Let $\lambda\in(0,1)$. Then $$C(T, \lambda K_1 + (1 - \lambda)K_2, S, t) \leq \lambda C(T, K_1, S, t) + (1 - \lambda)C(T, K_2, S, t)$$

$T$ - the maturity

$K_1$,$K_2$ - Strike prices

$S$ - stock price

$t$ - current time

In other words, the price of the call/put option in convex in $K$. Show the same claim for the price of put options, American call options, and American put options.

I think you need to just apply the triangle inequality, but I am not sure. Any suggestions is greatly appreciated.

  • $\begingroup$ This has been answered on math stackexchange. Please check: math.stackexchange.com/questions/112063/… $\endgroup$ – phdstudent Jan 15 '16 at 18:16
  • $\begingroup$ I will still post it as an answer, so that this does not go unanswered. Tried to vote for close, but the duplicate must be on quant.stackexchange. $\endgroup$ – phdstudent Jan 15 '16 at 18:29

Using the answer from: Chris Taylor, on math stackexchange (link):

Let the price of an option at strike $K$ be given by $V(K)$. To say that the price is convex in the strike means that

$$V(K-\delta) + V(K+\delta) > 2 V(K)$$

for all $K>0$ and $\delta>0$. Let's assume that the opposite is true, i.e. that there exist tradeable option contracts expiring on the same date such that

$$V(K-\delta) + V(K+\delta) \leq 2 V(K)$$

I therefore buy a contract at $K+\delta$ and one at $K-\delta$, and finance my purchase by selling two of the options at $K$ (which I can do, because the two options struck at $K$ are at least as expensive as the other two combined).

At expiry the price of the stock is $S$, and my total payout is

$$P = (S-(K-\delta))^+ + (S-(K+\delta))^+ - 2(S-K)^+$$

Now there are four regimes:

  • $S<K-\delta$, which means $P=0$
  • $K-\delta < S < K$, which means $P=S-(K-\delta) > 0$
  • $K < S < K+\delta$, which means $P=S-K+\delta - 2(S-K)=K+\delta-S>0$
  • $S>K+\delta$, which means $P = S-K+\delta + S-K-\delta - 2(S-K) = 0$

So I have the possibility of making a profit, but no possibility of making a loss - which is an arbitrage. Since no arbitrages exist, the option price must be convex in the strike price.

  • $\begingroup$ This answer starts from the identity $V (K+\delta)+V (K-\delta) > 2V (K) $ which is only a *particular case* of the full convexity definition stated in the OP's question (corresponds to taking $K_1=K-\delta $, $K_2=K+\delta $ and $\lambda=1/2$). Wouldn't it be more general to show that convexity means $\partial_K^2 C (K) = C^{\prime\prime}(K) \geq 0$ (if this derivative exists of course) and then re-derive the Breeden-Litzenberger identity to show that this is indeed true, because $\text {sign}[C^{\prime\prime}(K)] = \text {sign}[q(S_0;T,S_T=K)] \geq 0$ by definition of a pdf? $\endgroup$ – Quantuple Mar 28 '16 at 19:13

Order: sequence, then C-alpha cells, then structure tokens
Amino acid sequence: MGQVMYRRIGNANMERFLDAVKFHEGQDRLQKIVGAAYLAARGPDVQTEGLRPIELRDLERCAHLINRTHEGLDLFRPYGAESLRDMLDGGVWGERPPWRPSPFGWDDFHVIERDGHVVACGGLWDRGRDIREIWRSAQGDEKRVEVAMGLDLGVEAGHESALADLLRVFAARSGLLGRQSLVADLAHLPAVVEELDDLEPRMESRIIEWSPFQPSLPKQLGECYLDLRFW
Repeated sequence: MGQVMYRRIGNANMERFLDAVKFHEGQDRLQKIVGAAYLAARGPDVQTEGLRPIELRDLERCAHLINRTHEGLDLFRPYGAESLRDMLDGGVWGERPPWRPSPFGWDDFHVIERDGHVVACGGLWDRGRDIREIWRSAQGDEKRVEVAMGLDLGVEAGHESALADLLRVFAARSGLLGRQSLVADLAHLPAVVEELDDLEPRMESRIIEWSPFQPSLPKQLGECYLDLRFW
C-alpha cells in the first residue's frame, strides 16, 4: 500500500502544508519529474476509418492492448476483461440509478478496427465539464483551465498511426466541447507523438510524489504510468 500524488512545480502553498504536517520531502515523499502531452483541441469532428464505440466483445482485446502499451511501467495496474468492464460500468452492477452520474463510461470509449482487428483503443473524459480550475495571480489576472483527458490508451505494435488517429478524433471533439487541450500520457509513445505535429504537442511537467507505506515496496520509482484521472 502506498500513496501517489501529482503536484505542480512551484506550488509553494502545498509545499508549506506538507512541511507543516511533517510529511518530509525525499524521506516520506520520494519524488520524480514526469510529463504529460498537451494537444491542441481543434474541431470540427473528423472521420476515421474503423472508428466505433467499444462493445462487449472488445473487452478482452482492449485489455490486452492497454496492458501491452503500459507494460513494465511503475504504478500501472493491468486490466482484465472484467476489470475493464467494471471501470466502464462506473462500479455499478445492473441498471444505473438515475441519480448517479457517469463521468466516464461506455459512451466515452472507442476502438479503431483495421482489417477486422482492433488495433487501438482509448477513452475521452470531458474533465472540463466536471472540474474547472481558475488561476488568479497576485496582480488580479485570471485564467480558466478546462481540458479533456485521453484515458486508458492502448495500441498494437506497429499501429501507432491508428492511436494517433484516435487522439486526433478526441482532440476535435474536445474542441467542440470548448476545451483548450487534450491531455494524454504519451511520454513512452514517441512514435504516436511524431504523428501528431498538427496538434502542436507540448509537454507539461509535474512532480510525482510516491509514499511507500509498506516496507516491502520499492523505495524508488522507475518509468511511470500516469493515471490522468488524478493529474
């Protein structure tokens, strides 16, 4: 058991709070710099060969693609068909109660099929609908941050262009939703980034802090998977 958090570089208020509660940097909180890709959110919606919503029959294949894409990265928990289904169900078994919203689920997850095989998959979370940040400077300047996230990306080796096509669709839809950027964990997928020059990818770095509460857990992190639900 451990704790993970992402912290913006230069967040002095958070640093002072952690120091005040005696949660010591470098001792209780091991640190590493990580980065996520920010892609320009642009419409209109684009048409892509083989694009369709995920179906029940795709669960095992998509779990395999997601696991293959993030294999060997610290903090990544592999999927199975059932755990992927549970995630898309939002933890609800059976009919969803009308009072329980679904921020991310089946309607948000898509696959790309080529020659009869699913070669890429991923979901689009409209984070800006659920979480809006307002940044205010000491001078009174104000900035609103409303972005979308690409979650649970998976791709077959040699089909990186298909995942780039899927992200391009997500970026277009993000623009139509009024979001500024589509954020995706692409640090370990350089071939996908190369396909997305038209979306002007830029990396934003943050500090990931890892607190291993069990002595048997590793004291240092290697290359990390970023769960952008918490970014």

• $\begingroup$ @Quantuple Is it though? - a particular case? $\endgroup$ – Henrik Mar 27 '17 at 12:39
  • $\begingroup$ What do you mean @Henrik? Don't you agree that starting from $$ C(T, \lambda K_1 + (1 - \lambda)K_2, S, t) \leq \lambda C(T, K_1, S, t) + (1 - \lambda)C(T, K_2, S, t) \tag{A} $$ letting $K_1 = K-\delta$, $K_2=K+\delta$ and $\lambda=1/2$ one gets: $$ C(T, \frac{1}{2} (K + \delta + K - \delta), S, t) \leq \frac{1}{2} \left( C(T, K-\delta, S, t) + C(T, K+\delta, S, t)\right) $$ which is equivalent to writing: $$ 2 C(T,K, S, t) \leq C(T, K-\delta, S, t) + C(T, K+\delta, S, t) \tag{B}$$ hence inequality $(B)$ is a particular instance of inequality $(A)$ $\endgroup$ – Quantuple Mar 27 '17 at 13:06
  • $\begingroup$ @Quantuple $K\mapsto C(K)$ needs to be really messed up for the definitions to not be equivalent. See e.g. math.stackexchange.com/q/83383/28157 and math.stackexchange.com/q/83383/28157 $\endgroup$ – Henrik Mar 28 '17 at 9:26
  • $\begingroup$ Thank you @Henrik for the reference. I guess what I was saying then amounts to put up a "caveat" stating that it's sufficient to prove midpoint-convexity assuming the mapping is continuous (midpoint convexity -> rational convexity -> convexity). $\endgroup$ – Quantuple Mar 28 '17 at 9:50

Your Answer

By clicking “Post Your Answer”, you agree to our terms of service, privacy policy and cookie policy

Not the answer you're looking for? Browse other questions tagged or ask your own question.